New Delhi: A Royal Air Force band forged an Indian connect by adding popular Bollywood track ‘Chammak challo’ from Shah Rukh Khan-starrer ‘Ra.One’ to its repertoire during its recent tour of the country.
The band, which performed in the capital in a pre-Holi concert along with the Indian Air Force Wednesday, came upon the track three weeks ago when its director, Flight Lieutenant Matthew Little, who wanted to include a popular Indian number on his playlist, was given a CD containing the song by his driver.
"Matthew came to India three weeks ago and was looking for a easy-to-play Indian number. The band usually picks up one native number from the country it tours to add to its repertoire. His driver gave him a CD with the song. Matt and his team listened to it for a night and wrote the music for the band - with a little improvisation to suit the brass section of the orchestra," Sean Young of the British High Commission, who coordinated the tour, told IANS.
"For India, the band decided to listen to Bollywood music to pick up a track for the Indian audiences", Little said.
The peppy "Chammak challo" struck a chord with both the Band of the Royal Air Force Regiment and the audiences in the capital and Chennai - the two cities it toured.
The Band of the Royal Air Force Regiment provides musical support to the Royal Air Force during its official ceremonies and also tours the world as a classical and contemporary ambassador with a kitty of marching tunes, swing music and popular pop instrumentals.
It is one of the three bands that perform under the banner of the Royal Air Force Music Services. The other two are Central Band of the Royal Air Force - which also includes a Salon Orchestra - and the Band of the Royal Air Force College. Together, they comprise 170 high calibre musicians.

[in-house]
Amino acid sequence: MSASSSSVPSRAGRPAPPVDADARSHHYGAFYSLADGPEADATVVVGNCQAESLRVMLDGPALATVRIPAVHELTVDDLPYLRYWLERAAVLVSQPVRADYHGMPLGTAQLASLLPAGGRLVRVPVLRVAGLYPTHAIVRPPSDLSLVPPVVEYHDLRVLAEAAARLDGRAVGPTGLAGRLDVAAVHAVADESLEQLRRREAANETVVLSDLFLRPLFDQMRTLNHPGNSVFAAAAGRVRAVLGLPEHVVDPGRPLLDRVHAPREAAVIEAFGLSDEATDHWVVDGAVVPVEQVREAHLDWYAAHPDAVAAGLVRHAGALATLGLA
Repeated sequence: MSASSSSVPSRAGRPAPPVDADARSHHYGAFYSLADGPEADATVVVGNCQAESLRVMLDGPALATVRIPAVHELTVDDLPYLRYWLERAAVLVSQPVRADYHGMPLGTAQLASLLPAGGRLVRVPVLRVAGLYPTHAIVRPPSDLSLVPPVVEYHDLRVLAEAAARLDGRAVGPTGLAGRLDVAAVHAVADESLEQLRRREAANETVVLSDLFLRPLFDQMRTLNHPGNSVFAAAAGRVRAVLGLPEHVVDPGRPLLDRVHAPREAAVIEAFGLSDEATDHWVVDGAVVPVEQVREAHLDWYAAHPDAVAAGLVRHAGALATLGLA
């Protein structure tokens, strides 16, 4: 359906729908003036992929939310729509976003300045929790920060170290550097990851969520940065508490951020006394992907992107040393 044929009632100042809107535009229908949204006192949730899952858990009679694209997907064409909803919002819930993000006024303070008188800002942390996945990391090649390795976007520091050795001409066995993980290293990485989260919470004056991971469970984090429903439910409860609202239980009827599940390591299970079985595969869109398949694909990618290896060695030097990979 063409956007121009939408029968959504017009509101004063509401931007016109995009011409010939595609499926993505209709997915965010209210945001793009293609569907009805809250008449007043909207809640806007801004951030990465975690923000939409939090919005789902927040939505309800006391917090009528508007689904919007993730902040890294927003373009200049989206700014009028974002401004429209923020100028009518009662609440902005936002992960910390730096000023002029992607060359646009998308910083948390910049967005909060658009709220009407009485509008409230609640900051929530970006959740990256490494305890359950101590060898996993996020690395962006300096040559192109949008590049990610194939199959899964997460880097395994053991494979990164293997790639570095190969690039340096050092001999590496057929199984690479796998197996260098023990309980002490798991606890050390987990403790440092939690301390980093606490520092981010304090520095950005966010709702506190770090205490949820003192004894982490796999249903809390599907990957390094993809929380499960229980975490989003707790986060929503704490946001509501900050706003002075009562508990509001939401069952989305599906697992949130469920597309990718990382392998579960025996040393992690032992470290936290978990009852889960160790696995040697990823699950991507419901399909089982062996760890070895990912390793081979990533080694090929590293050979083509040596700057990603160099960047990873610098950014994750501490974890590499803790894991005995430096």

The Band of the Royal Air Force Regiment, based in the garrison town of Cranwell, is an example of the changing face of military bands, its director said.
"Military bands have evolved over time. Much better musicians are coming in now because military bands are stable. Our band allows the musicians to play their music and get paid. It helps because music is an uncertain vocation," Little told IANS.
The members of the band are trained for one to three years before they can perform, said Little, an accomplished vocalist who has sung playback for movies like "Troy", "Lord of the Rings", "Cats" and "Phantom of the Opera".
"We have nearly 260 engagements a year and of the three armed services, the musicians of the RAF are of the highest standard. We are all professional musicians," he said.
The band was raised in 1942 during World War II and was earlier known as the Coastal Command Band.
It will be one of the key performers at the forthcoming diamond jubilee celebrations of Queen Elizabeth in June. It regularly performs at the Royal Edinburgh Military Tattoo, a 15-day festival of international military music at the Edinburgh Castle.